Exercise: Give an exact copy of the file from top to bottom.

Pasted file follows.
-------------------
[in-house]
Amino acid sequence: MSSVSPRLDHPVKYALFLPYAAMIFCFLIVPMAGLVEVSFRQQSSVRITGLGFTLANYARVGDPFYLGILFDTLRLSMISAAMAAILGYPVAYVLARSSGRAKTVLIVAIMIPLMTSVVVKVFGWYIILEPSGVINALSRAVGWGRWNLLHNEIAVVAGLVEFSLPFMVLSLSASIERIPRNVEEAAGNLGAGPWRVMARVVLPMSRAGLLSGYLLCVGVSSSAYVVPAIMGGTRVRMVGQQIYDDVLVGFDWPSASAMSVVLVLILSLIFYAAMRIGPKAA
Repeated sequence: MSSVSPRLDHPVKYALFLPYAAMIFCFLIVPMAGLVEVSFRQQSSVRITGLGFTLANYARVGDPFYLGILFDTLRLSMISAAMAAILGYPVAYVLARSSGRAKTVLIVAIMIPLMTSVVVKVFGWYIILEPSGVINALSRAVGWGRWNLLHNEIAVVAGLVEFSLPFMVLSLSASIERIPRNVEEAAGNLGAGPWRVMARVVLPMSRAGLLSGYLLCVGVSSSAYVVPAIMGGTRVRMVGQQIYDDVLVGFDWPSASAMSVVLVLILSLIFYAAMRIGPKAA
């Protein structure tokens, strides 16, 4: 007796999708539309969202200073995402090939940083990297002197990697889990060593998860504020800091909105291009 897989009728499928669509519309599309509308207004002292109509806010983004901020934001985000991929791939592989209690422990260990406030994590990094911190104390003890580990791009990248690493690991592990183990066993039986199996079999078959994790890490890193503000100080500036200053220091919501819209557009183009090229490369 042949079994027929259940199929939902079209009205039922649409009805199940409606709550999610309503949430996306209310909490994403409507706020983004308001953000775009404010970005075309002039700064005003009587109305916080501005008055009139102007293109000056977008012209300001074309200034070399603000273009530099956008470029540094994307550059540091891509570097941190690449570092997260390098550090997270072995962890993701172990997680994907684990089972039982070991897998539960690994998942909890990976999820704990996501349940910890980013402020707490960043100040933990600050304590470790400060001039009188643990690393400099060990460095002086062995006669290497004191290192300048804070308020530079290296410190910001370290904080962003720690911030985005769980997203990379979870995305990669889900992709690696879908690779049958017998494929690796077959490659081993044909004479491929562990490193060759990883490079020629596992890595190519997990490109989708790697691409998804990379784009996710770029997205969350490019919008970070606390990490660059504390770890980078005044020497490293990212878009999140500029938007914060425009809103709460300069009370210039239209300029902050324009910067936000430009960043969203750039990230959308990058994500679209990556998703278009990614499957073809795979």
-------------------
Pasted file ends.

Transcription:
[in-house]
Amino acid sequence: MSSVSPRLDHPVKYALFLPYAAMIFCFLIVPMAGLVEVSFRQQSSVRITGLGFTLANYARVGDPFYLGILFDTLRLSMISAAMAAILGYPVAYVLARSSGRAKTVLIVAIMIPLMTSVVVKVFGWYIILEPSGVINALSRAVGWGRWNLLHNEIAVVAGLVEFSLPFMVLSLSASIERIPRNVEEAAGNLGAGPWRVMARVVLPMSRAGLLSGYLLCVGVSSSAYVVPAIMGGTRVRMVGQQIYDDVLVGFDWPSASAMSVVLVLILSLIFYAAMRIGPKAA
Repeated sequence: MSSVSPRLDHPVKYALFLPYAAMIFCFLIVPMAGLVEVSFRQQSSVRITGLGFTLANYARVGDPFYLGILFDTLRLSMISAAMAAILGYPVAYVLARSSGRAKTVLIVAIMIPLMTSVVVKVFGWYIILEPSGVINALSRAVGWGRWNLLHNEIAVVAGLVEFSLPFMVLSLSASIERIPRNVEEAAGNLGAGPWRVMARVVLPMSRAGLLSGYLLCVGVSSSAYVVPAIMGGTRVRMVGQQIYDDVLVGFDWPSASAMSVVLVLILSLIFYAAMRIGPKAA
């Protein structure tokens, strides 16, 4: 007796999708539309969202200073995402090939940083990297002197990697889990060593998860504020800091909105291009 897989009728499928669509519309599309509308207004002292109509806010983004901020934001985000991929791939592989209690422990260990406030994590990094911190104390003890580990791009990248690493690991592990183990066993039986199996079999078959994790890490890193503000100080500036200053220091919501819209557009183009090229490369 042949079994027929259940199929939902079209009205039922649409009805199940409606709550999610309503949430996306209310909490994403409507706020983004308001953000775009404010970005075309002039700064005003009587109305916080501005008055009139102007293109000056977008012209300001074309200034070399603000273009530099956008470029540094994307550059540091891509570097941190690449570092997260390098550090997270072995962890993701172990997680994907684990089972039982070991897998539960690994998942909890990976999820704990996501349940910890980013402020707490960043100040933990600050304590470790400060001039009188643990690393400099060990460095002086062995006669290497004191290192300048804070308020530079290296410190910001370290904080962003720690911030985005769980997203990379979870995305990669889900992709690696879908690779049958017998494929690796077959490659081993044909004479491929562990490193060759990883490079020629596992890595190519997990490109989708790697691409998804990379784009996710770029997205969350490019919008970070606390990490660059504390770890980078005044020497490293990212878009999140500029938007914060425009809103709460300069009370210039239209300029902050324009910067936000430009960043969203750039990230959308990058994500679209990556998703278009990614499957073809795979």